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Monday, 29 April 2013

Is there a role for plant-based medicine in our modern society?


What is the first image that comes to mind when you read the words “plant-based medicine”? This is the question James Wong presented the audience with last Thursday night at the 5th annual Annals of Botany Lecture held at the University of Bristol.

The audience, admittedly filled with plant aficionados, came up with answers such as aspirin and morphine. However, the same question posed during a university course that Wong teaches came up with some different imagery: dread locks and muddy boots, fads and big business, witch doctors in the Amazon, and cauldrons and concoctions. Imagery that suggests that plant-based medicine is a system of health care that is impractical, ineffective and therefore irrelevant. Given these cultural perceptions, is there still a role for plant-based medicine in an age where we are constructing nanoparticles and running quantum algorithms?

Wong spent well over an hour exploring this question with an audience of over 200 last week – dispelling many of the myths that surround herbal medicine and distinguishing between scientific fact and cultural belief. But before I get to that, let me tell you a little bit about the man himself.

A self-proclaimed botany geek

If you’re not already familiar with the infectious smile of James Wong and his unbridled enthusiasm, let me introduce you. James is an ethnobotanist. He studies the relationships between plants and people - how people use plants, how they learn about what plants do, and how plants are perceived across societies.  He trained at Kew Gardens and his own research into traditional medical systems has taken him to Ecuador, Southern Chile and Indonesia.

You may recognise James from the award-winning BBC Two series Grow Your Own Drugs and as a member of the BBC One Countryfile team. If that’s not enough, he’s also an award-winning garden designer and best-selling author. His energy level makes me think that he may have a very thorough understanding of some of the stimulant properties of plants, but as I’m working my way through my fourth cup of tea this morning, who am I to talk!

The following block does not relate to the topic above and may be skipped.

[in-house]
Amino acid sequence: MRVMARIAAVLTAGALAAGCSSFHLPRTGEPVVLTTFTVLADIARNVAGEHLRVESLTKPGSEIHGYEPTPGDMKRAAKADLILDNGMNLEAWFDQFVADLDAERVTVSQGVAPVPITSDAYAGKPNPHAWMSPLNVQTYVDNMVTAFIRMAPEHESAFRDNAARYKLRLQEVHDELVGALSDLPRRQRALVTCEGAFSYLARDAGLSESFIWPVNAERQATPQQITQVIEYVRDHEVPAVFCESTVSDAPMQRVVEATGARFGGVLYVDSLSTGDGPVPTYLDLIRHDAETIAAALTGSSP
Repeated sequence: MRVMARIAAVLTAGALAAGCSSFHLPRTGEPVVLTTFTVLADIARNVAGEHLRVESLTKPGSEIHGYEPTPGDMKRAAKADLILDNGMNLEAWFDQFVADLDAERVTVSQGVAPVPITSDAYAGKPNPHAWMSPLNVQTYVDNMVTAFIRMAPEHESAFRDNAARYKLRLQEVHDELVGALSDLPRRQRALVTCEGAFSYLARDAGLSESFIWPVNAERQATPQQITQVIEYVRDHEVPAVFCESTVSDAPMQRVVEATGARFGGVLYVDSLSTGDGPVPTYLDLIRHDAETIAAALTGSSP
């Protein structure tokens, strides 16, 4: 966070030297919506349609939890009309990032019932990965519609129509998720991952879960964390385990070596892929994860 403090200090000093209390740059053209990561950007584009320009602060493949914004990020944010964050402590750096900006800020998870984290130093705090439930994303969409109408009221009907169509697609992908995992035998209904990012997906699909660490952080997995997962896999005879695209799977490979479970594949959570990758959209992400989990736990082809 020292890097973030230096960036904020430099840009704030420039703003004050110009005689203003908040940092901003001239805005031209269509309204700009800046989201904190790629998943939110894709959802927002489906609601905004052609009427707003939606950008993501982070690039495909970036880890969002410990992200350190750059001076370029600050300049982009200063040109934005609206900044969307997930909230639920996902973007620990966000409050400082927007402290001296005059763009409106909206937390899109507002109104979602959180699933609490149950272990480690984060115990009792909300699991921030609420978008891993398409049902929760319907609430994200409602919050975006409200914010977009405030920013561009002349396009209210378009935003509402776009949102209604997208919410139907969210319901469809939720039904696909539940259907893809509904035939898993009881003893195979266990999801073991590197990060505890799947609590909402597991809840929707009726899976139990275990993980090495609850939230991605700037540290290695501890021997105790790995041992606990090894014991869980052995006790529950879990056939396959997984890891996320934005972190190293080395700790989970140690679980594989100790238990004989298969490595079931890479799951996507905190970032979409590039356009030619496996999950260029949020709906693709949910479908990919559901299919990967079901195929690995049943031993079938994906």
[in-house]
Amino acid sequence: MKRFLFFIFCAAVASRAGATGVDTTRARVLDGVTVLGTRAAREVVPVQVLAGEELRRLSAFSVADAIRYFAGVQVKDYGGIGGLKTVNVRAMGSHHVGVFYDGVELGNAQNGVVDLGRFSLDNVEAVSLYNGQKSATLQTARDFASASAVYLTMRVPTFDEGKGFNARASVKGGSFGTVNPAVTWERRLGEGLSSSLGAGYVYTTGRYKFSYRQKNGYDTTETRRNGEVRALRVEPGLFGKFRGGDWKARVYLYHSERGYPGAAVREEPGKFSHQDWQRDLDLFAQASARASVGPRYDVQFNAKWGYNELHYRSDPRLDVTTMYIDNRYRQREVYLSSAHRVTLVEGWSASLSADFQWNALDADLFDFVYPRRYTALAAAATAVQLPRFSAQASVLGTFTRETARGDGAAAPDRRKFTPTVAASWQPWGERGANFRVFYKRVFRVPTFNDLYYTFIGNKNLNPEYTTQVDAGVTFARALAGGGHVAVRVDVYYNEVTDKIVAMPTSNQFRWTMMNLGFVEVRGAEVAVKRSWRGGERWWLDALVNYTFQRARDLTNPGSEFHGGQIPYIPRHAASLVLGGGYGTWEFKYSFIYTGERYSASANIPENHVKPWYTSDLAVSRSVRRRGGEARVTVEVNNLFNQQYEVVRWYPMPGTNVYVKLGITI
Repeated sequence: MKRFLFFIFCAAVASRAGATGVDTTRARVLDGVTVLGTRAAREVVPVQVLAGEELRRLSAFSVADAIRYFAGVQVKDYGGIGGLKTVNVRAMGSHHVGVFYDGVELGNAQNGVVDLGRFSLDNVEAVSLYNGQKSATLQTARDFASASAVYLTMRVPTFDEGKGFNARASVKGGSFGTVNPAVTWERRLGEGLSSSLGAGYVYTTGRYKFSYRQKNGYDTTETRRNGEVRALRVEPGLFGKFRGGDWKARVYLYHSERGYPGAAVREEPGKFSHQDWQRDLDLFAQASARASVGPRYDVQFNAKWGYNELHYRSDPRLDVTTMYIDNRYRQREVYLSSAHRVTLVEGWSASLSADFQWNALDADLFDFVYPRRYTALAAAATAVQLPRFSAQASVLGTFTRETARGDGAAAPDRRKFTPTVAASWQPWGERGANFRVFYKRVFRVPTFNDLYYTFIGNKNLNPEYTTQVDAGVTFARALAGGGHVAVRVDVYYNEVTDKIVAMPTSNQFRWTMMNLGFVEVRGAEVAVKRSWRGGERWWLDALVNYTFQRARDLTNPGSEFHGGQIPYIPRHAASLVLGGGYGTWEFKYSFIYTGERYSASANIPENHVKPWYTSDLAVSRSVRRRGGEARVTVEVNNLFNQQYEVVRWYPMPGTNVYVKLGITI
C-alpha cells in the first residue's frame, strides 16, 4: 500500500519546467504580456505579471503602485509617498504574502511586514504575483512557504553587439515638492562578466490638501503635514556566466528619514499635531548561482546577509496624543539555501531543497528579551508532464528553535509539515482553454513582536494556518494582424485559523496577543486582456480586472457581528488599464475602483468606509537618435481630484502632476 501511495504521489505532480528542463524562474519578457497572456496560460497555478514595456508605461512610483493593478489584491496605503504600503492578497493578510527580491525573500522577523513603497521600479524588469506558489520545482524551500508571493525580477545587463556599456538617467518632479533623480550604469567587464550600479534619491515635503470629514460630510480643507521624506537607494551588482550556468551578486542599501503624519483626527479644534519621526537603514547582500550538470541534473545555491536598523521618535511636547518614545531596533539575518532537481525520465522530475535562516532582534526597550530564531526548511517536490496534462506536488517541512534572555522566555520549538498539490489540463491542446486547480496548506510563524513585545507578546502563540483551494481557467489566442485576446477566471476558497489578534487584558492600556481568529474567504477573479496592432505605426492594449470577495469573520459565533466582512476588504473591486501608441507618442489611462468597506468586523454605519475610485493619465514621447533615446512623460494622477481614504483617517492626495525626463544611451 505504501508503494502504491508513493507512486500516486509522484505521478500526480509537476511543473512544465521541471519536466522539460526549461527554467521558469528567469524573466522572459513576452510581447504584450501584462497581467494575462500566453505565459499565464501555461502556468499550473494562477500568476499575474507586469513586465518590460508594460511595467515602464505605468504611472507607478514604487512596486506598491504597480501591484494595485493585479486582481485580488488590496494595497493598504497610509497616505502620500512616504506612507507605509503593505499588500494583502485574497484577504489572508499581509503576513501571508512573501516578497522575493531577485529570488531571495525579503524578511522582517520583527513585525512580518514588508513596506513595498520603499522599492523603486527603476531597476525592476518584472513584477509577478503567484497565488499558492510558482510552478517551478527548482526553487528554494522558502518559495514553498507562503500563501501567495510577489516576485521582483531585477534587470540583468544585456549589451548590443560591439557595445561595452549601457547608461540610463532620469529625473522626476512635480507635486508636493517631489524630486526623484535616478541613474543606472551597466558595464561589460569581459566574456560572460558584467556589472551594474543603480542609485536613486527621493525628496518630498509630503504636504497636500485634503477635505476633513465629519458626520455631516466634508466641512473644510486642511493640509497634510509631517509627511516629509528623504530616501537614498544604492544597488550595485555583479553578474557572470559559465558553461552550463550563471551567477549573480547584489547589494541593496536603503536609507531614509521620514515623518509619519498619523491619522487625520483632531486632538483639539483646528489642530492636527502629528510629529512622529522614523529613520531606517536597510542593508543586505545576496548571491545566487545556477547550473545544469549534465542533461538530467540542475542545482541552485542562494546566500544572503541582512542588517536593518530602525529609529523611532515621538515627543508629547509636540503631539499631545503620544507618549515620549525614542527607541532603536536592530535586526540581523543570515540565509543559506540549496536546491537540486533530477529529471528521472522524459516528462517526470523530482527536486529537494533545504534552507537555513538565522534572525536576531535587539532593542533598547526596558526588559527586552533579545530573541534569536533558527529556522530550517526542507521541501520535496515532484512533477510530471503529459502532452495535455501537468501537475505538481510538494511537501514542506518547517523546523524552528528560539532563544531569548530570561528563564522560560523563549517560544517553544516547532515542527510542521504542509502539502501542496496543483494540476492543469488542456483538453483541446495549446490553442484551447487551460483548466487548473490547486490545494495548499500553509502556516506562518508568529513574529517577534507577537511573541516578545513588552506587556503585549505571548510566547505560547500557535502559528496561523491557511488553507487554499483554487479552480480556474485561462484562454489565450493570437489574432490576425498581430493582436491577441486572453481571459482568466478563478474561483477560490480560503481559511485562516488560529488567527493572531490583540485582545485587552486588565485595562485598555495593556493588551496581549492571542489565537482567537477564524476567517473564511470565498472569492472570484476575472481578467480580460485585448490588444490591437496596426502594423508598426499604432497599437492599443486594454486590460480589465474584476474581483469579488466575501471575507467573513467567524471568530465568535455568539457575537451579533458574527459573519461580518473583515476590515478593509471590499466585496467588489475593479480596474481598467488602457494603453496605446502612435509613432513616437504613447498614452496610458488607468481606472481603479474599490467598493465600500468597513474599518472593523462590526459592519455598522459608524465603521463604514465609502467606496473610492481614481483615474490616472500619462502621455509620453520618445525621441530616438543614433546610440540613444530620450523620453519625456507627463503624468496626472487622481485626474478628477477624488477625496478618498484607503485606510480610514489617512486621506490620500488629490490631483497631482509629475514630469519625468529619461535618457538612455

Drawing a thick black line between conventional and herbal medicine

James puts up a picture of a pile of pills on the left hand side of the screen and a picture of herbs on the right. These represent conventional and herbal medicine accordingly. James then uses some very opposing language to describe perceptions about these two schools of medicine – synthetic vs natural, evidence-based vs ineffective, proven safe vs potentially dangerous. Then, he draws a thick black line between the two.

“In the western world,” says James, “people in one camp immediately dismiss the other camp. But this idea is not scientifically based, it’s a cultural perception. Most scientists don’t see this black line. They are concerned about the efficacy of a substance rather than the source.”

For starters, many pills are derived from plants. In fact, 50% of the most commonly used conventional drugs and 75% of current cancer treatments are derived from natural sources. James provides a couple of fantastic examples:
·         Houttuynia cordata – is given as an injection treatment- known as HCI –as a treatment for severe acute respiratory syndrome (SARS) because of its anti-inflammatory properties.
·         Artemisinin is isolated from the plant Artemisia annua, sweet wormwood, and is taken as an antimalarial, replacing many of the quinine-based antimalarials.

So why is it that with so many medicines combating some of the toughest diseases of the 21st century coming from natural sources, there is still a perception that herbal medicines are best left for those that dance barefoot in the mud at Glastonbury?

Myth 1: Herbal medicines are ineffective

Reason 1: lack of evidence

The number one reason that herbal medicines are thought to be ineffective is due to a lack of evidence. James sites cost as the main reason that evidence lacks for these herbal remedies. With an estimated 50,000 medicinal plant species on the planet, James estimates that it would cost between USD $4.5 trillion and 36 trillion to test all these potential plant species (assuming we’ve actually found them) for the 300 most common ailments. This is 81 years of the world’s combined GDP. Not only is this unrealistic, there is very little economic incentive to even try to test all medicinal plants as patenting plant sources is very difficult.

The other challenge with providing evidence for the effectiveness of herbal medicines is that much of the testing is, quite frankly, inaccurate. James uses Echinacea as a classic example of this. In a study looking at the efficacy of Echinacea, they tested the dried leaves and flowers of E. purpurea – the common garden species. However, it is the fresh root of E. pallida and E. angustifolia that is used in traditional medicines.